What the Heck is an Egg Yolk?

A question from Alexis D'Angelo, who is a 7th-grader in Ms. Arlene Hicks' class at Pierce Middle School, Grosse Pointe, Michigan. Alexis' original question concerned the fact that she had heard that the yolk of an egg was a cell - if so, where was the nucleus - where were the ribosomes?
The egg of a bird is what we are talking about here. But, the female of every living thing that has females and males, makes eggs or something very much like an egg.

In the case of animals, the egg consists of a single ovum (cell) which contains one-half of the normal genetic material - one-half of the chromosomes. For human females after puberty, about every 28 days one egg is released from one of the two ovaries. Usually, alternate ovaries are used every month. As the egg travels down the fallopian tube, if it does not interact with a sperm, it will eventually be shed along with the lining prepared in the uterus each month. This lining has a very good blood supply and would provide the nutrients necessary for the development of the embryo if the egg were fertilized. If the egg is not fertilized, this shedding of the egg and lining causes little blood vessels to open, which results in bleeding until the blood vessels heal (usually very rapidly).

If the egg encounters a sperm within the fallopian tube, the egg may become fertilized by this sperm cell (which also contains one-half of the normal chromosomes). These chromosomes are introduced into the cytoplasm of the egg cell, and the nucleus of the sperm fuses with the nucleus of the egg and now there is a new nucleus which contains the complete number of chromosomes for a normal cell for that organism, and the development of the embryo. The egg continues its travel to the uterus, where it becomes implanted within the uterine wall (the lining I talked about) and begins to receive nourishment from the bloodstream of the mother. This fertilization process and implantation of the fertilized egg within the uterus initiates a complex series of reactions which leads to cell division - from one, to two, to four, to eight, etc., and to a complex series of reactions which leads to differentiation (development) of these cells along a specific time-line (temporal) which ultimately leads to individual organ development and finally the birth of a complete, living organism. Astonishing!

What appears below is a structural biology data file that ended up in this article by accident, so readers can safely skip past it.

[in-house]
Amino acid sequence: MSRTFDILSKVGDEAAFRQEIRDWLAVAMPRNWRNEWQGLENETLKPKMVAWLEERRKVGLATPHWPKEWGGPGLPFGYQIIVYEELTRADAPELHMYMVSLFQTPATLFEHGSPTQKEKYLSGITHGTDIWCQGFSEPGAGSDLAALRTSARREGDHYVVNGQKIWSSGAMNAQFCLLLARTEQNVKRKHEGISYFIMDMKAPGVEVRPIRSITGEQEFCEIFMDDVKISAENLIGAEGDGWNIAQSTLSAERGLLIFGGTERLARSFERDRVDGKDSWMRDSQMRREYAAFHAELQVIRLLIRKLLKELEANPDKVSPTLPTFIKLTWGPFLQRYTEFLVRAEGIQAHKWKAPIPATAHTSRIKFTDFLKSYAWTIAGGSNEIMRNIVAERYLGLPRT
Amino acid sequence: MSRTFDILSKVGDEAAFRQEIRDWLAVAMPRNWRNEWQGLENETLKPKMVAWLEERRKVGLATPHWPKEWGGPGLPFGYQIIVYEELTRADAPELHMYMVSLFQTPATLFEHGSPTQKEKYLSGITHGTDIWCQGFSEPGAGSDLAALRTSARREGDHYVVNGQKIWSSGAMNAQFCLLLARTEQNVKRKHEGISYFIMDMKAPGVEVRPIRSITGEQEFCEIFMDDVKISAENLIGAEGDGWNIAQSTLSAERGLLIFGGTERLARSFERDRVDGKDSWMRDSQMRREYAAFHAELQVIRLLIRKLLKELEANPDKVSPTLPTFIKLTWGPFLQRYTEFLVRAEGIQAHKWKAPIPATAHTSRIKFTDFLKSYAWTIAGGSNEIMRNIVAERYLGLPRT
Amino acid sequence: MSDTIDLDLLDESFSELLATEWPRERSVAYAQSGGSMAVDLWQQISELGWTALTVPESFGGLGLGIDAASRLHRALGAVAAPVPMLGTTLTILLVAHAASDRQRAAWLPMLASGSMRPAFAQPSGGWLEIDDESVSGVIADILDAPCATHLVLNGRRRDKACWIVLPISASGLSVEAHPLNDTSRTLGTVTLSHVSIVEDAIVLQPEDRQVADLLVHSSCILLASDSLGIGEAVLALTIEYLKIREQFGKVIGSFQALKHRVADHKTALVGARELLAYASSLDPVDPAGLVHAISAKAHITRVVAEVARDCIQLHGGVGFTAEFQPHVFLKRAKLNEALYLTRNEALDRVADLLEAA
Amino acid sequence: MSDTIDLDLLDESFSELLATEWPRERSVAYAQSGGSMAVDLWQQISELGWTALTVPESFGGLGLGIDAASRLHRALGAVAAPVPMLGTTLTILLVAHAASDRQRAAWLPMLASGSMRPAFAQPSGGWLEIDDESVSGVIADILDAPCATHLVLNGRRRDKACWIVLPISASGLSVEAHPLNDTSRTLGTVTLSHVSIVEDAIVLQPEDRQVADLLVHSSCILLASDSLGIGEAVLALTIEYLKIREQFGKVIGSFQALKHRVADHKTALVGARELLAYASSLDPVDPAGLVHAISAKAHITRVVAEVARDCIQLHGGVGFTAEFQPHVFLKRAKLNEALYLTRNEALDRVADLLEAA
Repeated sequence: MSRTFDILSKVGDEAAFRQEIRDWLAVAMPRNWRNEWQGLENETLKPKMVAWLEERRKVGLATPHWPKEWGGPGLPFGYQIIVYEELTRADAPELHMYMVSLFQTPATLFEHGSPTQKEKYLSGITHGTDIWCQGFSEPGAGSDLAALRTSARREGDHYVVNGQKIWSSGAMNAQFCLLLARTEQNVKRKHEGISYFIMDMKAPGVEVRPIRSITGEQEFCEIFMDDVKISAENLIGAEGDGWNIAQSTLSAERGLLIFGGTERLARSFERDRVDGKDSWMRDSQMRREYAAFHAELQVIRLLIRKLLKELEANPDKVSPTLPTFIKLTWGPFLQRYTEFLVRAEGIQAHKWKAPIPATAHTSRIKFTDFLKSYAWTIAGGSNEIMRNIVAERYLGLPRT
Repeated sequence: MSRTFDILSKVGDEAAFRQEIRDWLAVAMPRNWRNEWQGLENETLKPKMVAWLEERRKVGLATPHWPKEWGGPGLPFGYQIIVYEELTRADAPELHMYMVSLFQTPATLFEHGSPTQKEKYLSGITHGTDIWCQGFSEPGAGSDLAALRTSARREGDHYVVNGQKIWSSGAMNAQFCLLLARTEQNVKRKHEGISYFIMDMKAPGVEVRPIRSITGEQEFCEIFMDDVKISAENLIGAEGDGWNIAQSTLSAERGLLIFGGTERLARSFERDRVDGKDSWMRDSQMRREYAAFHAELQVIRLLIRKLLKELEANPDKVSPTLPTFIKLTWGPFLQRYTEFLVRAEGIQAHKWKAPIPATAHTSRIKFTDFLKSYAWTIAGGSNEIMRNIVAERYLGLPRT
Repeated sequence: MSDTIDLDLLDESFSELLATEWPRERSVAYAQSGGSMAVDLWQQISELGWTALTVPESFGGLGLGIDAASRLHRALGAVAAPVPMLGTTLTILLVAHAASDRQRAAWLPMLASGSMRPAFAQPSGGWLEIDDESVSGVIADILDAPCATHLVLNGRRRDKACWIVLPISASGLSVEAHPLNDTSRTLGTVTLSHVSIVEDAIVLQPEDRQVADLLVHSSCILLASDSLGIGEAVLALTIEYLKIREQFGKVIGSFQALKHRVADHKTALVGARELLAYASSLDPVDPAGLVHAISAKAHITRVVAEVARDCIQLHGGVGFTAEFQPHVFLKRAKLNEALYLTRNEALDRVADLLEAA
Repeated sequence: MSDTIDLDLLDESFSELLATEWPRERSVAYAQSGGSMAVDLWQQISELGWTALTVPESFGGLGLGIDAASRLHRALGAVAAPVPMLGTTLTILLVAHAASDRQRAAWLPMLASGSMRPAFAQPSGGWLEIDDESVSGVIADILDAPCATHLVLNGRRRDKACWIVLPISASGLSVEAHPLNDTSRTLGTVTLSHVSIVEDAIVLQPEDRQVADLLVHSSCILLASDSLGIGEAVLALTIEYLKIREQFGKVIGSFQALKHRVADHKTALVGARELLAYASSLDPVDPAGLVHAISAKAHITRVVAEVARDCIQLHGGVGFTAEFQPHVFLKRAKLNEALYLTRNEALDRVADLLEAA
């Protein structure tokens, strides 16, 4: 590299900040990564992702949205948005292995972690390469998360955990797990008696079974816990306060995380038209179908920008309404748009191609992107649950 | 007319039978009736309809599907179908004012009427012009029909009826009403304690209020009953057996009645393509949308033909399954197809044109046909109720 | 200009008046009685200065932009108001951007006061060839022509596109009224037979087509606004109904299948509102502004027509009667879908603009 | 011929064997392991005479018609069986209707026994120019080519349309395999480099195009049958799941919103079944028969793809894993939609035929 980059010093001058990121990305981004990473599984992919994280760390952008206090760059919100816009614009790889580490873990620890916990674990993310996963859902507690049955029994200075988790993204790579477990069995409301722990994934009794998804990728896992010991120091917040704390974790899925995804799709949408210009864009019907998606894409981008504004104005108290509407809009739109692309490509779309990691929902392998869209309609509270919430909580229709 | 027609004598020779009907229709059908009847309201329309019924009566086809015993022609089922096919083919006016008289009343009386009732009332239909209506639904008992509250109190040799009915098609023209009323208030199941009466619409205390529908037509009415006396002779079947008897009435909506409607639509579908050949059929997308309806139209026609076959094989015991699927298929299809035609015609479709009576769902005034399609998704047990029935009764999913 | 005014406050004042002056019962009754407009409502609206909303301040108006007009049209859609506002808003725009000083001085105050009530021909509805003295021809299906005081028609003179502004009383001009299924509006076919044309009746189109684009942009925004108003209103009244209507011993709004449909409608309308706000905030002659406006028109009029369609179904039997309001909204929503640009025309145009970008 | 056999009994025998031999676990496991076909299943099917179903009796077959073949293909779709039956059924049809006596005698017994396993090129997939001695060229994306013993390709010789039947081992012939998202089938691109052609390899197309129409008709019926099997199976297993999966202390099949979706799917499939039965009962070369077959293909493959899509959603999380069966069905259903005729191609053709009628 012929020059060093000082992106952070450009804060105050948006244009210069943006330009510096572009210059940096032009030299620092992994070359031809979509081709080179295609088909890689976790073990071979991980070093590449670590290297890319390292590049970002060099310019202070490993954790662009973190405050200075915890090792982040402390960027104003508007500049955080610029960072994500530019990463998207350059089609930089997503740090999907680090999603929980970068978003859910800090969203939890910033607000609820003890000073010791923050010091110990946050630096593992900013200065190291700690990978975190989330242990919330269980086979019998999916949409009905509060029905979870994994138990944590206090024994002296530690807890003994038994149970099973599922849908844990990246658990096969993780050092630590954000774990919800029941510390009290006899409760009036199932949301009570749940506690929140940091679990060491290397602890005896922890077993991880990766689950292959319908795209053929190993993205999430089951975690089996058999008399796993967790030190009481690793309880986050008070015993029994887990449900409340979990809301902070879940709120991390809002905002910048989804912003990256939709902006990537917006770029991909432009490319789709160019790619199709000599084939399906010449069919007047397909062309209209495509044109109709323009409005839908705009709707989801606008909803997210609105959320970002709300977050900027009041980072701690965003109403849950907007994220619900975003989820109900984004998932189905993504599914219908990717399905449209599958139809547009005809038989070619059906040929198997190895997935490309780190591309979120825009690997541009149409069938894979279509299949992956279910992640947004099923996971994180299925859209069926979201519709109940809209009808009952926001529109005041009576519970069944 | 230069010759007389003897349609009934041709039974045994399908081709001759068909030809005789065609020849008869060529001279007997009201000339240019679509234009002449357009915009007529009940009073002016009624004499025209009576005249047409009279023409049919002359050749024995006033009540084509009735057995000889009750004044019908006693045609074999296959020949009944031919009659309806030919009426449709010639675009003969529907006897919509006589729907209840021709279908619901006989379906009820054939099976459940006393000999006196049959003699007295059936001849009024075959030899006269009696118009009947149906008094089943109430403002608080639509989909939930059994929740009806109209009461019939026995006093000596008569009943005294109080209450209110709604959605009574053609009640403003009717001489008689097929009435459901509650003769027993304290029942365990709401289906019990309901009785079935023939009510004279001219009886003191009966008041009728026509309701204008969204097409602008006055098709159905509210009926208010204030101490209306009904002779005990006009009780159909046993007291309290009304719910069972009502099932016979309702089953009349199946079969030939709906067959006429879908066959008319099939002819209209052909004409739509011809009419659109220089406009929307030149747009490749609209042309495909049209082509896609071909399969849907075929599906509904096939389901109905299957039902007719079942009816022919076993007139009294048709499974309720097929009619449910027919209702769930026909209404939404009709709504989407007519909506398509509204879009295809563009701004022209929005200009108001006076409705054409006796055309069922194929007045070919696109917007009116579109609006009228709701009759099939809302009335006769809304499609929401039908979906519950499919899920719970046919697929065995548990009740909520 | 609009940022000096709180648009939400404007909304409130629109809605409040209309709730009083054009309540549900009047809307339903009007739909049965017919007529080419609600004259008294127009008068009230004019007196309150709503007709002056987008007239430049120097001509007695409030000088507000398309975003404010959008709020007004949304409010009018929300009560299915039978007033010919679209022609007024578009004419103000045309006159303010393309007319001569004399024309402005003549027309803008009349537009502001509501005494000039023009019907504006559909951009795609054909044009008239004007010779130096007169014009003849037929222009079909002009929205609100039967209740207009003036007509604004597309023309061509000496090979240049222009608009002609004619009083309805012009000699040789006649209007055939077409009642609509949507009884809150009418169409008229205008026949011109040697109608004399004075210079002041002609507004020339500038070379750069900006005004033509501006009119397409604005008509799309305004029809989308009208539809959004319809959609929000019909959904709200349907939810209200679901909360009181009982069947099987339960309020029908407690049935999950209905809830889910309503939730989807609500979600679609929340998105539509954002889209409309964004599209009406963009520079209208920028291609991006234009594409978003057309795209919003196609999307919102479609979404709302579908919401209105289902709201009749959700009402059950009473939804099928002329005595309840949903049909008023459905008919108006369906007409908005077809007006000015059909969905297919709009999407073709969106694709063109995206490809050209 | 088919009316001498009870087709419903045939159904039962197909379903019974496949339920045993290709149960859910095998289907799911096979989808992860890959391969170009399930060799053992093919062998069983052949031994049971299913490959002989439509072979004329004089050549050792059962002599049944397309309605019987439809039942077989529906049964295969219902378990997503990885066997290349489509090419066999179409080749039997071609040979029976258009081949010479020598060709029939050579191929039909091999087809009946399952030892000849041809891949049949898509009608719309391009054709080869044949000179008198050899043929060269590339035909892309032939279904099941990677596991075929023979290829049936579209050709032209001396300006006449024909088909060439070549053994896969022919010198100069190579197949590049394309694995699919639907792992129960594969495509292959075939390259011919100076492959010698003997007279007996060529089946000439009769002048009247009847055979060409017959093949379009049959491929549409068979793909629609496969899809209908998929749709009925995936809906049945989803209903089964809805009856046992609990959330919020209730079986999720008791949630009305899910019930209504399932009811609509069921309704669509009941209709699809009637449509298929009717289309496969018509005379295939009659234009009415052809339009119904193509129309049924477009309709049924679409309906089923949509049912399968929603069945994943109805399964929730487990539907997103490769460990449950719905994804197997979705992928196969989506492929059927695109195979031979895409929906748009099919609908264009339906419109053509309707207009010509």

In the case of birds, this ovum (egg) is certainly different-looking. The female chicken produces a _single cell_ (has a nucleus) with one-half the chromosomes inside, enclosed within a membrane "bag" filled with what we call "yolk" (nutrients, food). On the outside of this yolk sac is a bunch of protein called albumin, then a thin membrane completely surrounding the albumin, and finally the hard shell of the egg (mostly calcium). So, this egg is one, single, entire cell - pretty large, huh? If you look inside an egg, you will see two little twisted chord-like things at each end of the yolk sac... these little connections, each called a "chalazas" connect the yolk sac to the membrane which lies just beneath the shell. These are the little white "things" you see when you break an egg into a bowl... the ones which are really hard to get out of there... <grin>

The chicken releases this egg inside its body, similar to how humans release an egg... but - this egg is deposited on the outside of the chicken whether or not it is fertilized. If it is fertilized by a sperm from a rooster, the nucleus of the sperm will fuse with the nucleus of inside the egg to form a new nucleus which now contains all of the information for development of a chicken. The formation of the hard shell will occur - again, whether or not the egg is fertilized - takes time to form the shell, so the sperm has to fertilize the egg before the shell completely forms. After the egg is deposited on the outside of the chicken, with warmth (chicken sitting on it) the fertilized cell within the egg continues to divide and a baby chicken will grow inside, using the nutrients which are coming from the yolk. The nutrients will be used until finally, the baby chicken will start to peck (an automatic differentiation response - kind of like breathing when a human baby is born) and this pecking will break the shell, and the baby chicken will crawl out.... snakes do this too, and fish do this.. although of course, neither of these "peck" anything... but - they do force their way out of the egg. Snake and fish egg coverings are soft - don't need a sharp beak to break out... Actually, when little snakes are born, most of the leathery egg covering is gone. Other reptiles (like turtles) lay complete eggs, and the little turtles have to work their way out.

Book: Don't Touch That Doorknob!

Copyright John C. Brown, 1995

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